ANY stone that is NOT a diamond, ruby, emerald, or sapphire is considered a semi-precious stone.  This is actually a misnomer.  Often semi precious stones are MORE rare (and therefore more precious) than diamonds, rubies, emeralds, and sapphires.  As a result they are very often, carat-for-carat, much more expensive. 

What are Inclusions?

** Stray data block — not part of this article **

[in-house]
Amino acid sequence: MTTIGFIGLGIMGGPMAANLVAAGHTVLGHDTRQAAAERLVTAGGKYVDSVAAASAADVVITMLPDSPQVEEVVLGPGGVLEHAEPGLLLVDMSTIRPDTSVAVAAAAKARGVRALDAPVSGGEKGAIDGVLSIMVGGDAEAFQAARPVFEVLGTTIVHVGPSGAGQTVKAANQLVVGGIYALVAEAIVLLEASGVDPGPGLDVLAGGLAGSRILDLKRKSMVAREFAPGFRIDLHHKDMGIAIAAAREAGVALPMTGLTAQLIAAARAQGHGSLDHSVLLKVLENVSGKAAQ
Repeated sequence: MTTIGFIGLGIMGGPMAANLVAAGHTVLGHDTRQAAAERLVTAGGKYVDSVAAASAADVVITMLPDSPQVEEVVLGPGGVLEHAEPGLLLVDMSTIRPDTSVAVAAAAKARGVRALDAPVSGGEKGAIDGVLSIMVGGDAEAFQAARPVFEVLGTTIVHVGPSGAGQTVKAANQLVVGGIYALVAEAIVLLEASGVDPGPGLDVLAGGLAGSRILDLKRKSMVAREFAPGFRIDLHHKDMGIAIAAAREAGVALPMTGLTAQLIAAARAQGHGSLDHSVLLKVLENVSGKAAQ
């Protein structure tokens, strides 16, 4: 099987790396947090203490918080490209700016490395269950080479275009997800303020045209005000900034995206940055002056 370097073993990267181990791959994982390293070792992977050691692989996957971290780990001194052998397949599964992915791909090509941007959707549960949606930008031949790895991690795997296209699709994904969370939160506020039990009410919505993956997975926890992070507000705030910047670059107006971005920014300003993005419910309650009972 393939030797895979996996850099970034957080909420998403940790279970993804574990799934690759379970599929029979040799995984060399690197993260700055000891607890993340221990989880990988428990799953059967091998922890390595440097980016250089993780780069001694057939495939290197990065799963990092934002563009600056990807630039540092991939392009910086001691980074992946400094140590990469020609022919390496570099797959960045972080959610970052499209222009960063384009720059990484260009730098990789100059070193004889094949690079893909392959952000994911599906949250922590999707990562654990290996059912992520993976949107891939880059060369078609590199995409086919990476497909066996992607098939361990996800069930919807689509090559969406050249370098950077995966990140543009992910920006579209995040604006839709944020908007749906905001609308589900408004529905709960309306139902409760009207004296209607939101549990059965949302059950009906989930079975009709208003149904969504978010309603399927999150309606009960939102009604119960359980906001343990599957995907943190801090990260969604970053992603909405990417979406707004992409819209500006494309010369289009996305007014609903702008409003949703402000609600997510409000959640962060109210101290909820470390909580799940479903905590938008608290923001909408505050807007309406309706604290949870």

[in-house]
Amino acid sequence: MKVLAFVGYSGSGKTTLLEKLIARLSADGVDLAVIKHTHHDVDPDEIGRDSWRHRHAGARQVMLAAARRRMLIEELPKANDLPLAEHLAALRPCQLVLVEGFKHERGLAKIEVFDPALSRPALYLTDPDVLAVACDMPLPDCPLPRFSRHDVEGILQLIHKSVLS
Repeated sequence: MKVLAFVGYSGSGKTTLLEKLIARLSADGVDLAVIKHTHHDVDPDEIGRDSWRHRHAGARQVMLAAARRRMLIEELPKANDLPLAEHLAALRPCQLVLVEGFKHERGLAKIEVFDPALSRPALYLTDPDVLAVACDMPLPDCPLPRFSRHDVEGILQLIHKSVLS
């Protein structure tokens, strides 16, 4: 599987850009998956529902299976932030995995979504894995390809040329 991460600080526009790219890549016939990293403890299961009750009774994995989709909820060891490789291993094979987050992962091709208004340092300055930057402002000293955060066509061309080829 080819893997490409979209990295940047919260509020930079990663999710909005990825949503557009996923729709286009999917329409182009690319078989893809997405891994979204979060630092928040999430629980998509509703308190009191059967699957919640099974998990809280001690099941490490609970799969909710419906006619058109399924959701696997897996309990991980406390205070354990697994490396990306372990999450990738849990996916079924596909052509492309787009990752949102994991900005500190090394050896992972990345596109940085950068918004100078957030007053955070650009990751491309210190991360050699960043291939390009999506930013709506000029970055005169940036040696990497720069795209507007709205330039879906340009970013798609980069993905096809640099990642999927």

When gemstones  are formed in the earth’s crust (this can take thousands to millions of years), often some other element or “impurity” gets into the crystal as it “grows.”  Not all inclusions or impurities are bad as often these are what give gemstones their beautiful and myriad colors.  More often than not, in the case of a diamond which is essentially “elemental carbon,” a tiny (or sometimes large) piece of black carbon will be included.  Depending on the placement of this renegade piece of carbon, the diamond will either be of high quality (you can barely see the carbon piece).   OR What is sometimes called “promotional quality,” (which means it probably should be used to cut glass – but definitely NOT on a piece of custom jewelry!)